New York City closes the door on Mayor Bloomberg’s boot camp for principals, marking end of an era

A high-profile principal training program that started with a bang under Mayor Michael Bloomberg has gone out with a whimper.

The Aspiring Principals Program, a cornerstone of former Chancellor Joel Klein’s approach to the school system, graduated its final class in June and will no longer train new school leaders in New York City.

Since 2003, the fast-track principal training program has been run under the auspices of the NYC Leadership Academy, a nonprofit organization initially launched as an alternative to the city’s traditional process, in which educators work their way up through the system over time.

But the Aspiring Principals Program was also a mechanism for Klein to carry out his reform agenda by training would-be principals like CEOs (former GE executive Jack Welch once chaired the Academy) and holding them accountable for boosting school performance.

Early on, the program trained close to 90 aspiring principals per year, often younger teachers looking to vault into leadership positions, Academy officials said. It originally included an intensive summer training followed by a paid year-long residency shadowing an experienced principal, and over 14 years, the program produced 466 city principals.

The decision to end the principal training program comes alongside a shakeup to another longstanding relationship with a non-profit organization. Chalkbeat reported earlier this month that the city will not renew its contract with TNTP, a reform-oriented organization that helped recruit and train roughly 20 percent of the city’s teachers — opting instead to run the program itself.

City officials said they ended the principal training program for the same reason they brought the teacher training program in-house.

“It was just a smart move on the [education department’s] part to take what we’ve learned from our partners and make sure that we internalize it ourselves,” said Deputy Chancellor Phil Weinberg.

Asked whether ending the principal training program amounted to a rejection of the business-style leadership Klein espoused, Weinberg indicated that the education department had shifted its thinking. “It takes specific things to run GE, but it’s a different thing than running a school,” he said.

Still, the decision to end the program is not likely to have a sudden effect on principal recruitment and training. The education department had been scaling back the program for years, and in June, just 13 people graduated from it. (By contrast, the city hired 137 principals last school year.)

One of the ways the city reduced the program’s scope was by no longer sending prospective principals to spend a year embedded in another school — an expensive commitment given that the city had historically paid participants a full principal’s salary while training.

“As Carmen Fariña came on board, she wanted to build the district’s capacity to run their own leadership programs,” said Irma Zardoya, president and CEO of the NYC Leadership Academy, which now works with districts in more than two dozen states across the country. “They received significant funding to build capacity through their own leadership development programs. It’s happened gradually.”

The city has been leaning more heavily on its Leadership in Education Apprenticeship Program, which was developed with the NYC Leadership Academy and includes a summer training that borrows heavily from the Aspiring Principals curriculum.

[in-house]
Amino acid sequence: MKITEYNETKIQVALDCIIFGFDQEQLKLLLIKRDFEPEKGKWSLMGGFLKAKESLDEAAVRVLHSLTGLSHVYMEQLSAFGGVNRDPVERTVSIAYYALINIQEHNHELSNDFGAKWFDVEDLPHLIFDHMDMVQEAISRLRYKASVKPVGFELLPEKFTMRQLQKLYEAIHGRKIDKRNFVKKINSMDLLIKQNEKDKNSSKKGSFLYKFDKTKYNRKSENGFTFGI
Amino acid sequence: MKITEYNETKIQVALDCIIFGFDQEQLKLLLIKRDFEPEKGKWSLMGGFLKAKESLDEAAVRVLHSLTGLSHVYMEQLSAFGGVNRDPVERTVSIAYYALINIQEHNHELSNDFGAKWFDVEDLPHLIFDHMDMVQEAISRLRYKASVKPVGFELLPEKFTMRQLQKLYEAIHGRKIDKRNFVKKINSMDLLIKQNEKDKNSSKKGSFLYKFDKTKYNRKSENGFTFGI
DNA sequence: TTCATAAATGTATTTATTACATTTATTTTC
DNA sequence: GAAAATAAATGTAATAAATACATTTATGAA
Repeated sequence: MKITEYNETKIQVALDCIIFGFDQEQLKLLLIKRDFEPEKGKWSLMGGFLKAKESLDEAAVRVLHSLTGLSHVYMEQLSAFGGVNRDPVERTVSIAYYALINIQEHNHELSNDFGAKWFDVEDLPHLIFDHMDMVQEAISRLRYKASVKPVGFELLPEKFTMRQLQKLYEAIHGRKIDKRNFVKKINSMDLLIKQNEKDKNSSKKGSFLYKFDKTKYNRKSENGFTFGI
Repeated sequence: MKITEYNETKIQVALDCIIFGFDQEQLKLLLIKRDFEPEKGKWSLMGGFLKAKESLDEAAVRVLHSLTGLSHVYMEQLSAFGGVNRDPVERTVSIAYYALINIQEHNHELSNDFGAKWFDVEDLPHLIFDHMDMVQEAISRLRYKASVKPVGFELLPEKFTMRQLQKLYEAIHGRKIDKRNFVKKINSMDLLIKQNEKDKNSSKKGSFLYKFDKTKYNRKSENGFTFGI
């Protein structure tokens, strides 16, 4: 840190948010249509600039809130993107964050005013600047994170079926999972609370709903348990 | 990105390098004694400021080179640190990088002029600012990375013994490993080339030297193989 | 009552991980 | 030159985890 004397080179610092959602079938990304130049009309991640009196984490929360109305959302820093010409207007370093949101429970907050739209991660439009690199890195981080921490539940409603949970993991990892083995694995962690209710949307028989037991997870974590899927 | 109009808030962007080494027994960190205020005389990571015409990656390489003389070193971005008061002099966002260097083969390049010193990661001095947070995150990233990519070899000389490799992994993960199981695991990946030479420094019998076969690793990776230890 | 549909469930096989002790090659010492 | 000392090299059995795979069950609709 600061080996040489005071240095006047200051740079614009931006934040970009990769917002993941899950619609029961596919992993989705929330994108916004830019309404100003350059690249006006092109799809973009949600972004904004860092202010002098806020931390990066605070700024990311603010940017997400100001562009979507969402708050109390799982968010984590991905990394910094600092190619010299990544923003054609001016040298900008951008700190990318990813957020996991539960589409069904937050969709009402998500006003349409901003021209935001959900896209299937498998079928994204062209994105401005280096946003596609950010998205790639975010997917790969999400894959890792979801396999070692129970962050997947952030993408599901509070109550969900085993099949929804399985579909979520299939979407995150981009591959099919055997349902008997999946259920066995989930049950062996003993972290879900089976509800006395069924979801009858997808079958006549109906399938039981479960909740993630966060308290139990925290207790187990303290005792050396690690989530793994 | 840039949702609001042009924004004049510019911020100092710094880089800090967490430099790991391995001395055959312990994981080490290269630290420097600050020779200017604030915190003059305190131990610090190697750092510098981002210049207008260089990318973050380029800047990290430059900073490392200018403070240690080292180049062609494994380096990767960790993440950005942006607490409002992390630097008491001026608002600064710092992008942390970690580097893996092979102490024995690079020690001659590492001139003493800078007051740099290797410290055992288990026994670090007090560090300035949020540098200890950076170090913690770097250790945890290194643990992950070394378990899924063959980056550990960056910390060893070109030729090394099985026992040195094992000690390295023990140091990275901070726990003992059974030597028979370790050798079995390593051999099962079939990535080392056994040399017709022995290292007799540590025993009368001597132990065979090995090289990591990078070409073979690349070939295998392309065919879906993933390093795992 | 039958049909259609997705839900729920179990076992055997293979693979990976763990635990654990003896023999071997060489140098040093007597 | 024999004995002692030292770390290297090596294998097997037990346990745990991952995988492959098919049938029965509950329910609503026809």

But a key difference is that participants keep their jobs in their original schools while learning from their current principals, eliminating the cost of paying them to train elsewhere. In 2017, LEAP produced 86 graduates, many of whom will likely be hired as assistant principals first.

City officials emphasized that they will not completely cut ties with the NYC Leadership Academy, and the organization will continue to provide support to existing principals who request it. The education department has also continued to invest in a suite of other training programs, including partnerships with local universities, funded partly by the Wallace Foundation, which also helped finance the initial Aspiring Principals program.

The Aspiring Principals program has evolved and sparked controversy throughout its 14-year run. Some school communities pushed back against what they saw as heavy-handed management tactics, and others questioned how people with little teaching experience could quickly morph into effective school leaders. (Current Chancellor Fariña significantly increased the amount of teaching experience principals must have before landing the job.)

A 2009 study of the program’s effect in New York City found that it had some positive effects on student test scores, but a different analysis showed that schools run with Leadership Academy graduates had higher teacher turnover and lower grades on progress reports. The program also motivated a high-profile spat between education reform critic Diane Ravitch and former Chancellor Klein, who passed over Ravitch’s partner to run the principal training program. (After this story was published, Ravitch wrote in an email that she never asked Klein to hire her partner to run the program, and their disagreements were unrelated.)

Eric Nadelstern, a deputy chancellor under Klein who later ran a principal training program at Teachers College, said the program’s conclusion marks the end of an era. While Bloomberg and Klein wanted to shake up the system, he said, Fariña has sought to restore veteran educators to the role.

“Carmen thinks very differently,” he said. “She thinks people need to put in their dues.”

This story has been updated to include a response from Diane Ravitch.